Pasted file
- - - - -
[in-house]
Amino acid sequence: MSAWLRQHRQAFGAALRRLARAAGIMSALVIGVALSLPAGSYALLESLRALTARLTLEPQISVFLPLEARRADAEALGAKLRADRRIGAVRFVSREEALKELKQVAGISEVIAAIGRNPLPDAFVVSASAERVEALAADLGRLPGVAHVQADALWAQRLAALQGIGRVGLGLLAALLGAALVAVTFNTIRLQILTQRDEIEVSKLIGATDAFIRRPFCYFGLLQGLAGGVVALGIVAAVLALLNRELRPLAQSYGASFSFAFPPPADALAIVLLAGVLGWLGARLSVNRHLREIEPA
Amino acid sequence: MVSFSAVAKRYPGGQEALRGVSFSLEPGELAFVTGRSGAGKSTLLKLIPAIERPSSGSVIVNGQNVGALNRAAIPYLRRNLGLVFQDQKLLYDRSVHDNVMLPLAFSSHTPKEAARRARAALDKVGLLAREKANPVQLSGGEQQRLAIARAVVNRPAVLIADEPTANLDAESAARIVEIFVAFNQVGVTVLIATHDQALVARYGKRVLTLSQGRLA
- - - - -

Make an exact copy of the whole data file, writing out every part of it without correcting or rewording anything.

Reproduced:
[in-house]
Amino acid sequence: MSAWLRQHRQAFGAALRRLARAAGIMSALVIGVALSLPAGSYALLESLRALTARLTLEPQISVFLPLEARRADAEALGAKLRADRRIGAVRFVSREEALKELKQVAGISEVIAAIGRNPLPDAFVVSASAERVEALAADLGRLPGVAHVQADALWAQRLAALQGIGRVGLGLLAALLGAALVAVTFNTIRLQILTQRDEIEVSKLIGATDAFIRRPFCYFGLLQGLAGGVVALGIVAAVLALLNRELRPLAQSYGASFSFAFPPPADALAIVLLAGVLGWLGARLSVNRHLREIEPA
Amino acid sequence: MVSFSAVAKRYPGGQEALRGVSFSLEPGELAFVTGRSGAGKSTLLKLIPAIERPSSGSVIVNGQNVGALNRAAIPYLRRNLGLVFQDQKLLYDRSVHDNVMLPLAFSSHTPKEAARRARAALDKVGLLAREKANPVQLSGGEQQRLAIARAVVNRPAVLIADEPTANLDAESAARIVEIFVAFNQVGVTVLIATHDQALVARYGKRVLTLSQGRLA